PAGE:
West Germany's armed forces have cut back on some military exercises because of budget constraints and the high value of the U.S. dollar, but in order to avoid more irritation with the Reagan administration over West German defense spending, Bonn's military command has decided not to pull any troops out of NATO's major autumn exercises.
Following a Defense Ministry cost-cutting session yesterday, Lt. Gen. Hans Poeppel, the Army chief of staff, said that the annual maneuvers with Bonn's Western allies would not be cut, as some West German newspapers, quoting defense sources, had earlier speculated they might. But Poeppel said reductions would be made in some smaller exercises to help meet a shortage of $80 million in Bonn's defense budget this year.
"This is all very painful," the West German general said..
Chancellor Helmut Schmidt told a West German television interviewer last night that he thinks President Reagan will also be forced to reduce planned levels of defense spending as a result of U.S. economic forecasts that are more pessimistic now than they were a few months ago.
"It looks as if the American budget deficit is going to be much larger than was originally intended, and that, as a result, the American president intends to cut his defense budget," Schmidt said. He was apparently referring to reports of discussions at Reagan's Santa Barbara ranch between White House budget director David Stockman and U.S. Defense Secretary Caspar Weinberger.
Weinberger criticized the Bonn government last month when West Germany announced a tentative budget plan for 1982 that foresaw no real increase in defense spending, in sharp contrast to Reagan's target of a 7 percent real increase in U.S. military spending. At that time, Schmidt put some of the blame for Bonn's cutbacks on high U.S. interest rates that have forced a tightening of West Germany's own credit markets and are seen as helping prolong West Germany's recession.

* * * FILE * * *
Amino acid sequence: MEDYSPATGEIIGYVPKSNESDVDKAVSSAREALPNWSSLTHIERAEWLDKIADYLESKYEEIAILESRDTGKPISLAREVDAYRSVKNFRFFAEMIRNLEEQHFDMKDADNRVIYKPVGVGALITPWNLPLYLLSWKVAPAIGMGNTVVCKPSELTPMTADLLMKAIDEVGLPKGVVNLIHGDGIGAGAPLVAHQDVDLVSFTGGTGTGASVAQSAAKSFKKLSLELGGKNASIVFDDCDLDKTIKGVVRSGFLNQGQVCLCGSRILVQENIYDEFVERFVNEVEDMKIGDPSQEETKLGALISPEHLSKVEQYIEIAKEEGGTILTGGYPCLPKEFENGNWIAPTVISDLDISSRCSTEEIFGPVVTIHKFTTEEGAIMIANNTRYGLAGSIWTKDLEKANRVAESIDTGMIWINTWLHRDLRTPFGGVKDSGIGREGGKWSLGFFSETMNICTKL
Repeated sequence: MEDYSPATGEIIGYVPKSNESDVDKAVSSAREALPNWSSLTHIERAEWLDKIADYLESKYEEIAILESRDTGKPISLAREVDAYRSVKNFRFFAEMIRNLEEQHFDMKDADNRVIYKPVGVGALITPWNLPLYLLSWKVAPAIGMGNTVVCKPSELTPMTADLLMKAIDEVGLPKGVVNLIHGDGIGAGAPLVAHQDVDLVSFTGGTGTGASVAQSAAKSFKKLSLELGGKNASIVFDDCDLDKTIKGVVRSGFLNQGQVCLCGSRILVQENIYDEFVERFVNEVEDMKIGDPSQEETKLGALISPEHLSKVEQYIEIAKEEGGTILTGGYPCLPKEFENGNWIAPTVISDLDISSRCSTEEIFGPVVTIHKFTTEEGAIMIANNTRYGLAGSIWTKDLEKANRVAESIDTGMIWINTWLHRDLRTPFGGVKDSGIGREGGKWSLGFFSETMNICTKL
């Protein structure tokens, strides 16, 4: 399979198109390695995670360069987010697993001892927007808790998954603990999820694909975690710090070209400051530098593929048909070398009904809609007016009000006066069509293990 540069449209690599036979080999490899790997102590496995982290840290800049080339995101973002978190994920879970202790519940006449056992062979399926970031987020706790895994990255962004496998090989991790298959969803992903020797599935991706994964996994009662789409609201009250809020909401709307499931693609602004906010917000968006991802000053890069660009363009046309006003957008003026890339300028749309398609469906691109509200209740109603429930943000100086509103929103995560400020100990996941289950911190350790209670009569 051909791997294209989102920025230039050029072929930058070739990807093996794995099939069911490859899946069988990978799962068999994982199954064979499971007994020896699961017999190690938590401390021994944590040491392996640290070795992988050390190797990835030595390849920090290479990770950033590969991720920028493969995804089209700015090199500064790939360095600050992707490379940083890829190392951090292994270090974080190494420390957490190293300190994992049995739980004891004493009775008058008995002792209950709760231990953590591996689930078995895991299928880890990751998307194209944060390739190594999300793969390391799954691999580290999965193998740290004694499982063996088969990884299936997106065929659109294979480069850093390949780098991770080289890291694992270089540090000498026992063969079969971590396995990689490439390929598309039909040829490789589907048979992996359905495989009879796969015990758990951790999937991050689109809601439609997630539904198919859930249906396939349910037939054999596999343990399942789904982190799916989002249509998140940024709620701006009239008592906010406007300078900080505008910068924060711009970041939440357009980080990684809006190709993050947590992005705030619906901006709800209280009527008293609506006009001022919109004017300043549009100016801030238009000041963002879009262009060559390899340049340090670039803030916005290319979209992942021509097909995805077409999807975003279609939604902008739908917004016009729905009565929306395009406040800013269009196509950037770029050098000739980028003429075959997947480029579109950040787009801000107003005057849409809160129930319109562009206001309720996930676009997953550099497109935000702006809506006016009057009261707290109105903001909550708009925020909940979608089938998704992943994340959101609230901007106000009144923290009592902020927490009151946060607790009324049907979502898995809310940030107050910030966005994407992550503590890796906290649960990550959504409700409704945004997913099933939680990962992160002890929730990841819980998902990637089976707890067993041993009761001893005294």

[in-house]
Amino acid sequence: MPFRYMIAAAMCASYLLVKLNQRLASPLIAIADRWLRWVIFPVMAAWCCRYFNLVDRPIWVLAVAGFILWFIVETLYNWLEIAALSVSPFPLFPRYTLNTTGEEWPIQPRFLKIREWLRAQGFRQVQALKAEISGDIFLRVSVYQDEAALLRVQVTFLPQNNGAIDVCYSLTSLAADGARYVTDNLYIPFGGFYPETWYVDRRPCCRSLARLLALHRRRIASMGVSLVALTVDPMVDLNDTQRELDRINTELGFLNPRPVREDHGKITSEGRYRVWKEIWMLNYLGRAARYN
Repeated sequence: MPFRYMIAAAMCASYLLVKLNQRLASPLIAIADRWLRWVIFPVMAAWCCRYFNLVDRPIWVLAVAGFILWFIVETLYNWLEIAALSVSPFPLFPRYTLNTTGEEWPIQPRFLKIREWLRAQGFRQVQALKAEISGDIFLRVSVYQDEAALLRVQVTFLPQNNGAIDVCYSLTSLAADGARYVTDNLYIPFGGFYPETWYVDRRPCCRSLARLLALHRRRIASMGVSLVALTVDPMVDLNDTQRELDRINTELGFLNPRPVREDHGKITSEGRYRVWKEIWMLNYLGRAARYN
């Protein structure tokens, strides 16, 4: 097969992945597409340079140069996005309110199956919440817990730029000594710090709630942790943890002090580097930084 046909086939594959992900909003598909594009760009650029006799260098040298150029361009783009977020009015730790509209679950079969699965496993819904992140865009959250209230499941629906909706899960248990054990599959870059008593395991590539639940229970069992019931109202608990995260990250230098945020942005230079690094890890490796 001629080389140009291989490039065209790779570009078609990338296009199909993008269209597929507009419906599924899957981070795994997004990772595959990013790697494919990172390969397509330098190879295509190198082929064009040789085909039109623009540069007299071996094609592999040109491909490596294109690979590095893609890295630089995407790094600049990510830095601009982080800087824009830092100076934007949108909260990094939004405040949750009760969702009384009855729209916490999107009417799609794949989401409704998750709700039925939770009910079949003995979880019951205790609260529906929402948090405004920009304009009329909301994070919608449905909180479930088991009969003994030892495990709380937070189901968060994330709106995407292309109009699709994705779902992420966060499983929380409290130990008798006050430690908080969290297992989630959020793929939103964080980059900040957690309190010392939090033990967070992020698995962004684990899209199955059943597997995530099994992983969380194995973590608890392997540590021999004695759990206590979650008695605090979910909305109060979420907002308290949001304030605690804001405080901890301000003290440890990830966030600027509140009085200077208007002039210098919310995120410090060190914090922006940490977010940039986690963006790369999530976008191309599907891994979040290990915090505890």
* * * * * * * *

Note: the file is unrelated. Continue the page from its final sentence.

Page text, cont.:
Schmidt last night backed reductions in the U.S. budget.
"All in all," the chancellor said, "I am very concerned that America reduce its budget deficit, as indeed West Germany has done. Otherwise, the U.S. central bank's high interest rates will be left to fight inflation alone."
For the West German military, compounding the general budget problem has been the rise in the value of the dollar, up roughly 30 percent against the deutschemark since the start of the year. This has increased Bonn's military training bill by about $16 million, since West Germany must use dollars to pay for training for its troops at the U.S. Army's missile school in El Paso, Tex., and at the jet fighter center in Cottesmore, England.
The NATO maneuvers are an annual series of exercises that afford allied troops a chance to practice fighting together. This year's maneuvers, scheduled next month, will involve 71,000 soldiers, some airlifted to Europe from bases in the United States.